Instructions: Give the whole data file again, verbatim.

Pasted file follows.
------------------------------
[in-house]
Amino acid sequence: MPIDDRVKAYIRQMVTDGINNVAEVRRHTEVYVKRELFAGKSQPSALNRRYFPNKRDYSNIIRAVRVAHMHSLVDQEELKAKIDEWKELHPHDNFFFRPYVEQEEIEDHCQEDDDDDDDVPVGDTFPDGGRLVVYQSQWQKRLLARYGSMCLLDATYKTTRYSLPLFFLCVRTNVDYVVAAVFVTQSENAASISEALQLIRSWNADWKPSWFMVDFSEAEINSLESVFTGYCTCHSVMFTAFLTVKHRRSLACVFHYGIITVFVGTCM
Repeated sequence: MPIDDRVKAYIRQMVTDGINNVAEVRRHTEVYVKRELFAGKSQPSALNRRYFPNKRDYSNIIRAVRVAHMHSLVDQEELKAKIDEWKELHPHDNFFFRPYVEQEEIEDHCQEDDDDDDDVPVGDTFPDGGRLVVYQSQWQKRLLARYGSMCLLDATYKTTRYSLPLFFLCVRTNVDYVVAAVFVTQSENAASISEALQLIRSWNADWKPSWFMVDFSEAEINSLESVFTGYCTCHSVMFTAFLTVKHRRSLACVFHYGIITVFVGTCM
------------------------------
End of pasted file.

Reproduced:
[in-house]
Amino acid sequence: MPIDDRVKAYIRQMVTDGINNVAEVRRHTEVYVKRELFAGKSQPSALNRRYFPNKRDYSNIIRAVRVAHMHSLVDQEELKAKIDEWKELHPHDNFFFRPYVEQEEIEDHCQEDDDDDDDVPVGDTFPDGGRLVVYQSQWQKRLLARYGSMCLLDATYKTTRYSLPLFFLCVRTNVDYVVAAVFVTQSENAASISEALQLIRSWNADWKPSWFMVDFSEAEINSLESVFTGYCTCHSVMFTAFLTVKHRRSLACVFHYGIITVFVGTCM
Repeated sequence: MPIDDRVKAYIRQMVTDGINNVAEVRRHTEVYVKRELFAGKSQPSALNRRYFPNKRDYSNIIRAVRVAHMHSLVDQEELKAKIDEWKELHPHDNFFFRPYVEQEEIEDHCQEDDDDDDDVPVGDTFPDGGRLVVYQSQWQKRLLARYGSMCLLDATYKTTRYSLPLFFLCVRTNVDYVVAAVFVTQSENAASISEALQLIRSWNADWKPSWFMVDFSEAEINSLESVFTGYCTCHSVMFTAFLTVKHRRSLACVFHYGIITVFVGTCM